It only takes one exposure to hepatitis C to become chronically infected, so people who have injected illegal drugs even one time or many years previously could have chronic hepatitis C, and not know it since there are often no symptoms. People with blood transfusions prior to 1992 when they started testing blood for transfusion for hepatitis C also may have become chronically infected.
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What Are The Symptoms Of Having Hepatitis B
A majority of adults develop symptoms from acute hepatitis B virus infection however, young children often do not. Symptoms, when they occur, may include:
- Nausea and Vomiting
- Abdominal pain near the liver
On average, symptoms appear three months after exposure to the virus, but they can appear anywhere between six weeks and six months. Symptoms usually last for a few weeks, but can last up to six months. Most adults infected with hepatitis B virus recover fully even if their signs and symptoms are severe.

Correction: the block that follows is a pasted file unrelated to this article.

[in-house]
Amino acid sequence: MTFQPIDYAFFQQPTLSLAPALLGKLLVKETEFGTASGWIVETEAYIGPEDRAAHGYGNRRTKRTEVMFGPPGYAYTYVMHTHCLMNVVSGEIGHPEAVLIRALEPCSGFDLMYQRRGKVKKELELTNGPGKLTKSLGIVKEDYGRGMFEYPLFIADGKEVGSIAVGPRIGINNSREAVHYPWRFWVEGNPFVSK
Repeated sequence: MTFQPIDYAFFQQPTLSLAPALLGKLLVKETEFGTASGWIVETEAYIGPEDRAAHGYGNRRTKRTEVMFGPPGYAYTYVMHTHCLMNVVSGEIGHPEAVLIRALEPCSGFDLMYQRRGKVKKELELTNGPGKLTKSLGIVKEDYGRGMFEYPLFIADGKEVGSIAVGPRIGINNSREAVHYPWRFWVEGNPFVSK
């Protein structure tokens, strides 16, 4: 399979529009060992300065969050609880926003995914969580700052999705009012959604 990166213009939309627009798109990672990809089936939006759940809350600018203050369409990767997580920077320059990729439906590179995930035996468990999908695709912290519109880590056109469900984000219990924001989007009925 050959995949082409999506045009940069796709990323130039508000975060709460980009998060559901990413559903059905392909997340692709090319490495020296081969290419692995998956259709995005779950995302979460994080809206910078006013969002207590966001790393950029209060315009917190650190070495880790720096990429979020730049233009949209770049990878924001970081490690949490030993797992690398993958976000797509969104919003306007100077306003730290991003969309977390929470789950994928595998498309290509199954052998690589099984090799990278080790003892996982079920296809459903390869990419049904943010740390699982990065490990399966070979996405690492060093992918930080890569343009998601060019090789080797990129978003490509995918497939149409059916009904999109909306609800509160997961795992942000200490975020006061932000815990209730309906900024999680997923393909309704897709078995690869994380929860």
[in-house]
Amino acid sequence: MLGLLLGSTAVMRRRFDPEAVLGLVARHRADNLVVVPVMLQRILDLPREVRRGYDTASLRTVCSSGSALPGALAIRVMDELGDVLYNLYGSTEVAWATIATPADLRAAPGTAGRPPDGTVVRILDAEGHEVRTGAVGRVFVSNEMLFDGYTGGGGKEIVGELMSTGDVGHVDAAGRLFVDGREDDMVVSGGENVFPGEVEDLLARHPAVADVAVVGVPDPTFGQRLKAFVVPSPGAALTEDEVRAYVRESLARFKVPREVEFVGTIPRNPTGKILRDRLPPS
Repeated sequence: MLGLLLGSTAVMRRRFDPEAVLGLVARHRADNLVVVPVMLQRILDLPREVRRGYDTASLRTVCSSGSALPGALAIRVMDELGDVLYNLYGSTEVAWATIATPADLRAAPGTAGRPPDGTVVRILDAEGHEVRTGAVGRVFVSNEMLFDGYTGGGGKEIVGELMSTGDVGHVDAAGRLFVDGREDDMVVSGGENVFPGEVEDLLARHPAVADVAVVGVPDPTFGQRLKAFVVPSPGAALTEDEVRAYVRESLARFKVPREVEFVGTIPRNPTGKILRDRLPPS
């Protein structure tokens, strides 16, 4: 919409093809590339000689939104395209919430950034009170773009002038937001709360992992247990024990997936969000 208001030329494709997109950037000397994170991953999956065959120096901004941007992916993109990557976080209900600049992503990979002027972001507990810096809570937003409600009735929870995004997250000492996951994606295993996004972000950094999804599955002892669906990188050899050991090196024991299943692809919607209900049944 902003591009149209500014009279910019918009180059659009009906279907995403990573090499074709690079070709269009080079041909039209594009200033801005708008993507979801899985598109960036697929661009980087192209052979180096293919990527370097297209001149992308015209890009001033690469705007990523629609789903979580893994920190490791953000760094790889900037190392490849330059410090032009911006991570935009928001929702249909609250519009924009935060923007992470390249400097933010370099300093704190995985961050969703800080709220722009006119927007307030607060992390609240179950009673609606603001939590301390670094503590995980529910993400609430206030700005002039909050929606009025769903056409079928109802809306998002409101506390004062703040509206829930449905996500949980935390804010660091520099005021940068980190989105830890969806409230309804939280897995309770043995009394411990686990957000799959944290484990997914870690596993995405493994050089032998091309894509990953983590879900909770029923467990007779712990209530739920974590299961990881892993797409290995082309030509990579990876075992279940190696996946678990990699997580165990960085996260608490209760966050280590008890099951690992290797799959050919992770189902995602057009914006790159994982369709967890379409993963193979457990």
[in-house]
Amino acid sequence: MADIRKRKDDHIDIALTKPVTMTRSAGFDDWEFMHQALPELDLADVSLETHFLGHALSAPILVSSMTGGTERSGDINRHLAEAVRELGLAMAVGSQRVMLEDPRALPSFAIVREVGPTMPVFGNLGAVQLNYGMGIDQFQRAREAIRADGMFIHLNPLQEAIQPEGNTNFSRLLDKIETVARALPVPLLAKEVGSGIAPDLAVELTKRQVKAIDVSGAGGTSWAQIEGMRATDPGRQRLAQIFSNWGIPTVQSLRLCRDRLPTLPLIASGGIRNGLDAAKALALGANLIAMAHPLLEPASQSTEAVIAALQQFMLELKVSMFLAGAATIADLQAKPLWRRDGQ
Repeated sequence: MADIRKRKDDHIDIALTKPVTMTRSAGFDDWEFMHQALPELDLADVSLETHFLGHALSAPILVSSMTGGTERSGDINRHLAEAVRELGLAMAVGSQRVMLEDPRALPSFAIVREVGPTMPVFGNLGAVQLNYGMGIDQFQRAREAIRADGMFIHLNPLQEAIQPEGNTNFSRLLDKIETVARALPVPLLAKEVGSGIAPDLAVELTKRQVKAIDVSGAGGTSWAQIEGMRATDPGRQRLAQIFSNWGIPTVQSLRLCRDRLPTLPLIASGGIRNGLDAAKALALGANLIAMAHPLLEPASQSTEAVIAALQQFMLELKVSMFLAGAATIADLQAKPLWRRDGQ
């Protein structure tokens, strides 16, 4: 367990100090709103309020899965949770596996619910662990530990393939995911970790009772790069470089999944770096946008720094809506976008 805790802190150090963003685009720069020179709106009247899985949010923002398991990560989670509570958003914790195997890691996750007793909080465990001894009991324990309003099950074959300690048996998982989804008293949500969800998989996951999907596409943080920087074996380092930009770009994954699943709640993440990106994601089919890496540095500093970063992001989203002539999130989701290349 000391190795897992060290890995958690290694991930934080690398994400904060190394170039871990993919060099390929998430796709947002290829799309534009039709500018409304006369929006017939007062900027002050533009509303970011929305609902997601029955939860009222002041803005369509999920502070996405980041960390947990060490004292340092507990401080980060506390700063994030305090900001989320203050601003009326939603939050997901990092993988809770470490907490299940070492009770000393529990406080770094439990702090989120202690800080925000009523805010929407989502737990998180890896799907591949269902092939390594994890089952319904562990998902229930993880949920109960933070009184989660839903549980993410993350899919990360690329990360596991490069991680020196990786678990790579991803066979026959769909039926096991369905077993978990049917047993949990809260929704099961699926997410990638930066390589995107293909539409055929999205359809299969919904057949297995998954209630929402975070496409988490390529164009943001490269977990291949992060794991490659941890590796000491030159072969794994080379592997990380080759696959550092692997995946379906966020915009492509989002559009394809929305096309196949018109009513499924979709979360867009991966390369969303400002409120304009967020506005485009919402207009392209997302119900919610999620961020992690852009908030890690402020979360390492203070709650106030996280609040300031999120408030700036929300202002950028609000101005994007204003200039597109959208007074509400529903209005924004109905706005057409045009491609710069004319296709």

Some of the people who go on to develop chronic hepatitis B virus have ongoing symptoms similar to acute hepatitis B virus, but most people with chronic Hepatitis B remain symptom free for 20 or 30 years.
If you think you have signs of symptoms of Hepatitis B, contact your doctor.
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Hepatitis B Vs Hepatitis C
Hepatitis has many different types. HBV and the hepatitis C virus have both acute and chronic forms.
The main difference between HBV and HCV is how they spread from person to person. Although HCV is transmissible via sexual activity, this is rare. HCV usually spreads when blood that carries the virus comes into contact with blood that does not.
What Are The Symptoms Of Liver Cancer
Liver cancer and hepatitis B share some similar symptoms, such as jaundice, unexplained fatigue, and loss of appetite. Get medical attention if you notice symptoms such as:
- abdominal swelling
While acute hepatitis B treatment involves symptom relief only, chronic hepatitis B requires antiviral treatment. This can help reduce the overall viral load in the body as well as subsequent liver complications.
Antiviral treatments for hepatitis B are typically taken by mouth. Options include:
- tenofovir disoproxil fumarate
In some cases, a doctor may also prescribe antiviral shots.